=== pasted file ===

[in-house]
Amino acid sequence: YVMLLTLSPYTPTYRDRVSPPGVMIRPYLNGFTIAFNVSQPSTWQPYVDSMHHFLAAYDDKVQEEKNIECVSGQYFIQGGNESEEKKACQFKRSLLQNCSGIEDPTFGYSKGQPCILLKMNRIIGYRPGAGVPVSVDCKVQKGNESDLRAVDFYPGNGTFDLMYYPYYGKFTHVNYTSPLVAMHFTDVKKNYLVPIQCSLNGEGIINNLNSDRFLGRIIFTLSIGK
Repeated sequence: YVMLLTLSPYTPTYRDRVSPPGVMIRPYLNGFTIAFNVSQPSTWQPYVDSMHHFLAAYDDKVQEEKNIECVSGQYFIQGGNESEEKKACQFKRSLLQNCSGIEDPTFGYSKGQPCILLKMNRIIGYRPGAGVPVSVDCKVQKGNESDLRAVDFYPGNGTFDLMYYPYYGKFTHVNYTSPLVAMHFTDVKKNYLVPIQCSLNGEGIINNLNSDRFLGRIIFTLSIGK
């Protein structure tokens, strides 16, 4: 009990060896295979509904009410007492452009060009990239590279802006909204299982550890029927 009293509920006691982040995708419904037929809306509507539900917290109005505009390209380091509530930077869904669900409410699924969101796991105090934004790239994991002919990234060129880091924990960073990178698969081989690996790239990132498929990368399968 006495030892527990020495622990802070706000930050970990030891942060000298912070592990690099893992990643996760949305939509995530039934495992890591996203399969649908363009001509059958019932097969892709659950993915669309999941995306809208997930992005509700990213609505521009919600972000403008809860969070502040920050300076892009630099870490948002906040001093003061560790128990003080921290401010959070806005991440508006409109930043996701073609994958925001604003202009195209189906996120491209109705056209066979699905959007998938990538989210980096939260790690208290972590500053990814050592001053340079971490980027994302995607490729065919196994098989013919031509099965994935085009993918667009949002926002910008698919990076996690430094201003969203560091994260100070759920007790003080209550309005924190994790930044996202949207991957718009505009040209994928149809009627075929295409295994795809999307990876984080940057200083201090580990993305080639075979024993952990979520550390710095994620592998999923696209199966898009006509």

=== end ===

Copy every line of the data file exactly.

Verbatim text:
[in-house]
Amino acid sequence: YVMLLTLSPYTPTYRDRVSPPGVMIRPYLNGFTIAFNVSQPSTWQPYVDSMHHFLAAYDDKVQEEKNIECVSGQYFIQGGNESEEKKACQFKRSLLQNCSGIEDPTFGYSKGQPCILLKMNRIIGYRPGAGVPVSVDCKVQKGNESDLRAVDFYPGNGTFDLMYYPYYGKFTHVNYTSPLVAMHFTDVKKNYLVPIQCSLNGEGIINNLNSDRFLGRIIFTLSIGK
Repeated sequence: YVMLLTLSPYTPTYRDRVSPPGVMIRPYLNGFTIAFNVSQPSTWQPYVDSMHHFLAAYDDKVQEEKNIECVSGQYFIQGGNESEEKKACQFKRSLLQNCSGIEDPTFGYSKGQPCILLKMNRIIGYRPGAGVPVSVDCKVQKGNESDLRAVDFYPGNGTFDLMYYPYYGKFTHVNYTSPLVAMHFTDVKKNYLVPIQCSLNGEGIINNLNSDRFLGRIIFTLSIGK
């Protein structure tokens, strides 16, 4: 009990060896295979509904009410007492452009060009990239590279802006909204299982550890029927 009293509920006691982040995708419904037929809306509507539900917290109005505009390209380091509530930077869904669900409410699924969101796991105090934004790239994991002919990234060129880091924990960073990178698969081989690996790239990132498929990368399968 006495030892527990020495622990802070706000930050970990030891942060000298912070592990690099893992990643996760949305939509995530039934495992890591996203399969649908363009001509059958019932097969892709659950993915669309999941995306809208997930992005509700990213609505521009919600972000403008809860969070502040920050300076892009630099870490948002906040001093003061560790128990003080921290401010959070806005991440508006409109930043996701073609994958925001604003202009195209189906996120491209109705056209066979699905959007998938990538989210980096939260790690208290972590500053990814050592001053340079971490980027994302995607490729065919196994098989013919031509099965994935085009993918667009949002926002910008698919990076996690430094201003969203560091994260100070759920007790003080209550309005924190994790930044996202949207991957718009505009040209994928149809009627075929295409295994795809999307990876984080940057200083201090580990993305080639075979024993952990979520550390710095994620592998999923696209199966898009006509």